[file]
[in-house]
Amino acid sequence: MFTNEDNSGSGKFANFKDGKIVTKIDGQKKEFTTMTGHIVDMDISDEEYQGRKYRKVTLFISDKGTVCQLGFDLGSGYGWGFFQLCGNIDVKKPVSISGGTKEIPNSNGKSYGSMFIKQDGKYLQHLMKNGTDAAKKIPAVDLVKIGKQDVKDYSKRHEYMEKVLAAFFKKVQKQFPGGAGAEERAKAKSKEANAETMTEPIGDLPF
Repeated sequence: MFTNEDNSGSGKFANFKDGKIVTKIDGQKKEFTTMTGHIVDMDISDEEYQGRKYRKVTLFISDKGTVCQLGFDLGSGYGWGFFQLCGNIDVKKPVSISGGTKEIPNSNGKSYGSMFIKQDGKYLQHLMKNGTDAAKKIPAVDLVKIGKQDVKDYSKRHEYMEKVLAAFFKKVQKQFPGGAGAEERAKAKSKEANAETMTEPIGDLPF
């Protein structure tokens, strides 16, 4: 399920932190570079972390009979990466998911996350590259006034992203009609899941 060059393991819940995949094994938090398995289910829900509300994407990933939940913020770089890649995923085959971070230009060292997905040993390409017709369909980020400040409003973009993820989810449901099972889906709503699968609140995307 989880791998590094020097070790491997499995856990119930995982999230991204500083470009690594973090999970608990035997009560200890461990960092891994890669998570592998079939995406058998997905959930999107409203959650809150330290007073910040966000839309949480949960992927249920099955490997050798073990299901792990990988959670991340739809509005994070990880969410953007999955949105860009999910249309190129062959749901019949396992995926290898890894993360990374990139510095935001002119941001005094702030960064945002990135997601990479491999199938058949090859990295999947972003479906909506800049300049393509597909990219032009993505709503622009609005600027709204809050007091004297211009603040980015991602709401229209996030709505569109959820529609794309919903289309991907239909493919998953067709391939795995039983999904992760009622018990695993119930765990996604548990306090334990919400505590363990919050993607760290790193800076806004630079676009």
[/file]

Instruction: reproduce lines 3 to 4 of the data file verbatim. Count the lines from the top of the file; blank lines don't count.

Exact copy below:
Repeated sequence: MFTNEDNSGSGKFANFKDGKIVTKIDGQKKEFTTMTGHIVDMDISDEEYQGRKYRKVTLFISDKGTVCQLGFDLGSGYGWGFFQLCGNIDVKKPVSISGGTKEIPNSNGKSYGSMFIKQDGKYLQHLMKNGTDAAKKIPAVDLVKIGKQDVKDYSKRHEYMEKVLAAFFKKVQKQFPGGAGAEERAKAKSKEANAETMTEPIGDLPF
């Protein structure tokens, strides 16, 4: 399920932190570079972390009979990466998911996350590259006034992203009609899941 060059393991819940995949094994938090398995289910829900509300994407990933939940913020770089890649995923085959971070230009060292997905040993390409017709369909980020400040409003973009993820989810449901099972889906709503699968609140995307 989880791998590094020097070790491997499995856990119930995982999230991204500083470009690594973090999970608990035997009560200890461990960092891994890669998570592998079939995406058998997905959930999107409203959650809150330290007073910040966000839309949480949960992927249920099955490997050798073990299901792990990988959670991340739809509005994070990880969410953007999955949105860009999910249309190129062959749901019949396992995926290898890894993360990374990139510095935001002119941001005094702030960064945002990135997601990479491999199938058949090859990295999947972003479906909506800049300049393509597909990219032009993505709503622009609005600027709204809050007091004297211009603040980015991602709401229209996030709505569109959820529609794309919903289309991907239909493919998953067709391939795995039983999904992760009622018990695993119930765990996604548990306090334990919400505590363990919050993607760290790193800076806004630079676009």